Negotiate harder and be prepared to walk away if you cannot agree a fair fee structure that meets your needs, Fiona Trafford-Walker of Frontier Advisors told delegates of the Australian Institute of Superannuation Trustees Australian Superannuation Investment conference.

She said the growing size of mandates was not being properly matched in lower fees. To make her point, she showed a model in which a manager running $1 billion of assets made a profit of $200,000 after fixed costs had been taken into account. She contrasted this with figures showing a profit of $17.8 million for a fund manager after an only slightly larger amount of fixed costs were taken into account for $6 billion of funds under management.

She pointed out that fund-manager pre-tax profit margins were currently at 32 per cent of revenue, their highest since 2013.

“Fees have come down in recent times but not significantly,” Trafford-Walker said. “But mandate sizes are around 10 times the size of what they were 10 years ago. There has not been a commensurate fall in fees for this growth.”

The biggest profit margins with scale come from managing equities, bonds and cash.

She urged funds to write to their fund managers and ask for fee reductions and that such requests should come with the belief that the fund would walk away if the manager declined to negotiate.

She backed a flat dollar fee plus a performance fee as the ideal arrangement, but said this was largely only being accepted by new managers.

Delegates in the session were asked if they had negotiated fees with fund managers in the last year and, if so, how much had they fallen by at the total fund MER level. The responses were that 83 per cent had seen reductions of less than 5 per cent, while 17 per cent has seen reductions of 5 to 10 per cent.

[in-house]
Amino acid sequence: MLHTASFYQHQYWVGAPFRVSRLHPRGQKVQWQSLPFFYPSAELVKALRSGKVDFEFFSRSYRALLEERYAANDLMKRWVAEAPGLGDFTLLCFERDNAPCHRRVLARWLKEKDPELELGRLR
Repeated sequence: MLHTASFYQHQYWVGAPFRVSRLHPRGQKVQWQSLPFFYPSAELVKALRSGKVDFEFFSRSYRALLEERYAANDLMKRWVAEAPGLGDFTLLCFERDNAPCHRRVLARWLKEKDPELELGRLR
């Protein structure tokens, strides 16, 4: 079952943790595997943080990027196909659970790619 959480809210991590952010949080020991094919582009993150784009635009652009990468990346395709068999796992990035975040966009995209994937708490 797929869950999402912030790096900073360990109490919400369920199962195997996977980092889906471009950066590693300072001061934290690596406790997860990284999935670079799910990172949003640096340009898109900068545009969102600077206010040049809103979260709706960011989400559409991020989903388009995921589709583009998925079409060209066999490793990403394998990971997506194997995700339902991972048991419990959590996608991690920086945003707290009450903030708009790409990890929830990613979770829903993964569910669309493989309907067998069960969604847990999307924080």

Sam Sicilia, chief investment officer of HOSTPLUS, who also spoke on the panel, said that in some instances he had received unsolicited offers of fee reductions from fund managers.

Some of this was due to the managers having reduced fees for similar clients after negotiation, while others were explicit that they wanted to make it unattractive for HOSTPLUS to consider managing the assets in house.

Sicilia spoke of conversations he had with fund managers in New York and London on a visit sponsored by the Victorian Government to convince managers to set up in Australia. He had bluntly told managers about the tough approach to negotiating fees in Australia. This had put some off setting up here, while others revealed they had one fee schedule for Australia and a different one for the rest of the world.

2 comments on “Fees not fair enough yet”
  1. Price and value are two very different concepts, and the focus of Australian superannuation funds on the former rather than the latter is slowing migrating from amusing to concerning (with MySuper the poster child in this regard). The above article contains proof points that the focus on price is compromising the investment choices of funds and thus retirement outcomes for Australians. One only needs to look at family offices (who truly manage their own money) and their focus on net returns rather than price to illustrate a more objective outcome-based investment process. Either one believes in active management (and their ability to pick those with sustainable excess returns) or they don’t (and thus should index their portfolio and get the cost as low as possible). If one does believe in active management then whilst they should negotiate to the extent possible, they should be prepared to pay a price commensurate with the value offered, which is not equal between managers. A manager that is offering to reduce their fees (particularly proactively) has determined that that their product is not worth what is once was – and this should warrant serious contemplation of removing them from a portfolio (including if prompted by an MFN commitment as that means they are charging lower prices today to new clients than they did previously).